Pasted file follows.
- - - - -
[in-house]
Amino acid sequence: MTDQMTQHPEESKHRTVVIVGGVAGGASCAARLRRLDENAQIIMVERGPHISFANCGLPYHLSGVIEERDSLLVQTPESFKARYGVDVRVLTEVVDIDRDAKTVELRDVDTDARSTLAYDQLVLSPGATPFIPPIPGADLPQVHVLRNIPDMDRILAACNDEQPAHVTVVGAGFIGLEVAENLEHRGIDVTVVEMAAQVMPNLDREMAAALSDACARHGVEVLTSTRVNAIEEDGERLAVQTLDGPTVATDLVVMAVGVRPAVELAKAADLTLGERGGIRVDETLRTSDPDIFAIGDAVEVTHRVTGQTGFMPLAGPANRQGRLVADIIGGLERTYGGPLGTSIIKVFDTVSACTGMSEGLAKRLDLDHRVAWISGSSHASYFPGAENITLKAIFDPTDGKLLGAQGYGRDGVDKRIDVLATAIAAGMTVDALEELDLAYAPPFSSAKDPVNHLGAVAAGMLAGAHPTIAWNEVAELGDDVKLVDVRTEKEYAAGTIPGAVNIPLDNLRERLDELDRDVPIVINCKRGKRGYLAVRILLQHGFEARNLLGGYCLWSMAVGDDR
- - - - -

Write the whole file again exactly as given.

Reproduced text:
[in-house]
Amino acid sequence: MTDQMTQHPEESKHRTVVIVGGVAGGASCAARLRRLDENAQIIMVERGPHISFANCGLPYHLSGVIEERDSLLVQTPESFKARYGVDVRVLTEVVDIDRDAKTVELRDVDTDARSTLAYDQLVLSPGATPFIPPIPGADLPQVHVLRNIPDMDRILAACNDEQPAHVTVVGAGFIGLEVAENLEHRGIDVTVVEMAAQVMPNLDREMAAALSDACARHGVEVLTSTRVNAIEEDGERLAVQTLDGPTVATDLVVMAVGVRPAVELAKAADLTLGERGGIRVDETLRTSDPDIFAIGDAVEVTHRVTGQTGFMPLAGPANRQGRLVADIIGGLERTYGGPLGTSIIKVFDTVSACTGMSEGLAKRLDLDHRVAWISGSSHASYFPGAENITLKAIFDPTDGKLLGAQGYGRDGVDKRIDVLATAIAAGMTVDALEELDLAYAPPFSSAKDPVNHLGAVAAGMLAGAHPTIAWNEVAELGDDVKLVDVRTEKEYAAGTIPGAVNIPLDNLRERLDELDRDVPIVINCKRGKRGYLAVRILLQHGFEARNLLGGYCLWSMAVGDDR